The action of The Aliens centers around two friends and one coffee shop employee. Jasper Kopatch (Ben Parks) and KJ (Eliot Zellers) spend most of their time bumming around the break area of the coffee shop, where Evan Shelmerdine (Aaron Roitman) is a new employee. Shelmerdine initially tries to shoo away the two loiterers, but ends up befriending them.

All three actors are giving performances steeped in understatement. Bakers dialogue is full of stammers, pauses, and repeated words, the sort of stuff that is agony to watch if over performed. In between that dialogue, there are those long pauses, which lesser actors (or perhaps a lesser director) would have a hard time filling.

There’s no doubt that Rogers is due a large amount of credit for the success in the individual performances. She’s pitched every moment of the play nearly perfectly, and encouraged naturalism that feel as real as the concrete.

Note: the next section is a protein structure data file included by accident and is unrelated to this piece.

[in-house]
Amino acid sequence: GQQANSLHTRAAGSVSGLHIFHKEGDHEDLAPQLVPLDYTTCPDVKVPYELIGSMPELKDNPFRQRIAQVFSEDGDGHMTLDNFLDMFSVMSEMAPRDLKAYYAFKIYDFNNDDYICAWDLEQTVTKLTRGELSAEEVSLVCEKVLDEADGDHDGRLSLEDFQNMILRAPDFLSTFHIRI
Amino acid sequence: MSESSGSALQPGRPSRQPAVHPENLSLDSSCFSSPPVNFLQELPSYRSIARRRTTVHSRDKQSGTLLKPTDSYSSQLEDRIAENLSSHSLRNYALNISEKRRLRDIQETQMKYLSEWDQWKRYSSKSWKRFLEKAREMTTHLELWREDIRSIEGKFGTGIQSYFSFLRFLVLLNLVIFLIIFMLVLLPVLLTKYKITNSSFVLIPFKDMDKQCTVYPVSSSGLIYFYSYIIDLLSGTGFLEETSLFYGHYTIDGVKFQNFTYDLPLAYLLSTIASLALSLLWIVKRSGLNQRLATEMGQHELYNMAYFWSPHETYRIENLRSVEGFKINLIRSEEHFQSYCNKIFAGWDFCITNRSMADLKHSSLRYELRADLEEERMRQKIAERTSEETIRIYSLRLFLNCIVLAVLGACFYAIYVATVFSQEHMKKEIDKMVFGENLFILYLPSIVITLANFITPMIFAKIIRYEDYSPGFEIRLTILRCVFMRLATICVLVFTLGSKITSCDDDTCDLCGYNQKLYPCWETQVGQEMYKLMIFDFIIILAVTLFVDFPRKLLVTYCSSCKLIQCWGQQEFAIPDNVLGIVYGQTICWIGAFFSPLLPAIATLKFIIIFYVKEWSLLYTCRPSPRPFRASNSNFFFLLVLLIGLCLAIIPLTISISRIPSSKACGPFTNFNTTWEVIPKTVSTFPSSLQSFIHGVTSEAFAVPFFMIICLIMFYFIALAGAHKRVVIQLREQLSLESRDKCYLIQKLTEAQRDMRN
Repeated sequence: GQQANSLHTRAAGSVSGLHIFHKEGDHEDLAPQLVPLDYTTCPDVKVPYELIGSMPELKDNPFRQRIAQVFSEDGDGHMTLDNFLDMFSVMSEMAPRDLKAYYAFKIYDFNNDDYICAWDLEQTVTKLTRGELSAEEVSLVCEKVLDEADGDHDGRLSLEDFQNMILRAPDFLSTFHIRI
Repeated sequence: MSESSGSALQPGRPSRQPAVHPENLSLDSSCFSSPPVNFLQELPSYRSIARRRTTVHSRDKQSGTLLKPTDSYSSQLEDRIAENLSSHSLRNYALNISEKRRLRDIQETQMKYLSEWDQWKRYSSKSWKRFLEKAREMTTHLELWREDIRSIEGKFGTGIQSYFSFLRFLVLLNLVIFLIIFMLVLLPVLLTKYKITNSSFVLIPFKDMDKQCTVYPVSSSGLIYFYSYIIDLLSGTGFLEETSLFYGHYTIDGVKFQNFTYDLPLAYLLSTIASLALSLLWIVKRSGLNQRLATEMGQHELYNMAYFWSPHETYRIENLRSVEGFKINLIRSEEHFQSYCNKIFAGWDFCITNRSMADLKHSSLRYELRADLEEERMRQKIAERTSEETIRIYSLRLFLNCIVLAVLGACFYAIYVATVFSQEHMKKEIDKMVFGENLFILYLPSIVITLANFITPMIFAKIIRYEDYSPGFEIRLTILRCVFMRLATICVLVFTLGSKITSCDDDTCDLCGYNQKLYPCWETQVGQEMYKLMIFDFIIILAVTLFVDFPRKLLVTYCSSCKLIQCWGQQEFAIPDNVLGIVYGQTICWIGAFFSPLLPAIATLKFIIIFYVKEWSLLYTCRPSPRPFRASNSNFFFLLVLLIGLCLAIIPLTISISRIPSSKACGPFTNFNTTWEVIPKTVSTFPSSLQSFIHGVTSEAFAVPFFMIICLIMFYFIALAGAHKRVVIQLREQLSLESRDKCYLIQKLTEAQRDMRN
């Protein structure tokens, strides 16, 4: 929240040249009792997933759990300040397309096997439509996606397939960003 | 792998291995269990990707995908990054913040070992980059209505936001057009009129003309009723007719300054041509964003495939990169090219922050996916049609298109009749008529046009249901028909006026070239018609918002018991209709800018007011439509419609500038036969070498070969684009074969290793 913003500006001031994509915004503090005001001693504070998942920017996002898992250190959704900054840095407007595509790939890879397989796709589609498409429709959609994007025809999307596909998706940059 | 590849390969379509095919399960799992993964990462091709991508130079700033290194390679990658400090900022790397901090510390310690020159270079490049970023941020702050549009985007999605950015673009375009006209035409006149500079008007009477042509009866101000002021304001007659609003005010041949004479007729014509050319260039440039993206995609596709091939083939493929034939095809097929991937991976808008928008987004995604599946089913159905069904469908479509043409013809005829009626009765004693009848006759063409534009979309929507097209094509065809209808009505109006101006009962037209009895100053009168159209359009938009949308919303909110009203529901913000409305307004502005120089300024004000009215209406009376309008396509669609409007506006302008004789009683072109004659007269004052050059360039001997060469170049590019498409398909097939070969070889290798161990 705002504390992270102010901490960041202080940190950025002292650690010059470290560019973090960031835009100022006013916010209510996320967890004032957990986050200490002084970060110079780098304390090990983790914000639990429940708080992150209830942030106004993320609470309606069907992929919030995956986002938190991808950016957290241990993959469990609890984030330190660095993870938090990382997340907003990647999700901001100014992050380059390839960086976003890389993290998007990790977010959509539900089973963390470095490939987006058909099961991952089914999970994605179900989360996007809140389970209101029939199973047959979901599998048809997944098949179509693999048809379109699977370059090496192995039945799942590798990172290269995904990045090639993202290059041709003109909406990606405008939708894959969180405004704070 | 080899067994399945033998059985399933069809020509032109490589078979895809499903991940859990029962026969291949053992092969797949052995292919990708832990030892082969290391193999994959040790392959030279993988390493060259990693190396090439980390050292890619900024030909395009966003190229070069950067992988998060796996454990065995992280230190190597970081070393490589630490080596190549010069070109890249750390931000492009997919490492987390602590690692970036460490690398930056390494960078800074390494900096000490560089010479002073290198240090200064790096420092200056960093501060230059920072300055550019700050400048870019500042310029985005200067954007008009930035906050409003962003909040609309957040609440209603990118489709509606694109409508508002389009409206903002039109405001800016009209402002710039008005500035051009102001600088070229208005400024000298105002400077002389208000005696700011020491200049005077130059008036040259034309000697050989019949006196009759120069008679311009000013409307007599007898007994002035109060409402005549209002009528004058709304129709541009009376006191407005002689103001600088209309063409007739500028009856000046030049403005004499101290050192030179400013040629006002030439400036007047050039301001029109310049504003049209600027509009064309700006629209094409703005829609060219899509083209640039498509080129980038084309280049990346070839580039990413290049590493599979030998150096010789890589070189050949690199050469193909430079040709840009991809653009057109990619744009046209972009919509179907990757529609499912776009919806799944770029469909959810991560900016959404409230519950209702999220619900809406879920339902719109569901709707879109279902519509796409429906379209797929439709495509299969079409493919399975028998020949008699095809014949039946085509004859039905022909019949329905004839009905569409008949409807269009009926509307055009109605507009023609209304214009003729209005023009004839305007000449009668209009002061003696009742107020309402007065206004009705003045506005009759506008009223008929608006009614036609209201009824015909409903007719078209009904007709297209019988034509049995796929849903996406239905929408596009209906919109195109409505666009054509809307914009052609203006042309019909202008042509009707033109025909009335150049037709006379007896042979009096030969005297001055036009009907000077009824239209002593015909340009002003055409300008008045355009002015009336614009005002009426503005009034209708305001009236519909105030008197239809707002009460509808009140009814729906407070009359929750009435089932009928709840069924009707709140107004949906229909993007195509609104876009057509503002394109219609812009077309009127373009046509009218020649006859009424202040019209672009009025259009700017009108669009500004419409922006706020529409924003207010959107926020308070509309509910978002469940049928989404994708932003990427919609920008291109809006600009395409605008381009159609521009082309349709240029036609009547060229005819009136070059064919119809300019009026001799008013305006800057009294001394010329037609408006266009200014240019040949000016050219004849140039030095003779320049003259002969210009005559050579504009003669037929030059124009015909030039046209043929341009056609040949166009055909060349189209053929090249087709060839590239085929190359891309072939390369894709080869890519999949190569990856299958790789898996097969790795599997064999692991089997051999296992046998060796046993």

Parks’ Jasper dominates the first act, with stammered anger and agitated cigarette smoking. He’s an all too familiar type, the artsy guy who never manages to make it much of anywhere, and will gladly spend forty-five minutes telling you about his novel. And just like Jasper’s many real world counter parts, you can never quite decide if he’s the real deal or just another slightly charismatic, self-absorbed asshole. Parks brings just the right level of charm and self-delusion, so even in the moments that you’re tempted to write his Jasper off as just another asshole, he’s an asshole you feel the need to humor and hang out with.

Roitman’s Schelmerdine is all anxiety and low self-esteem. While all three of the actors left me asking where the great acting left off and the great casting began, Roitman doesn’t ever really seem to be acting. He’s just being. He’s a twitchy bundle of nerves, so devoid of force or personal power that even two burnt out hipsters can push him around. Roitman repeatedly mines this perpetual fret for comic gold, but when the time finally comes for him to explode emotionally, that energy pours out in a few moments that were incredibly moving, though still appropriately understated and strange.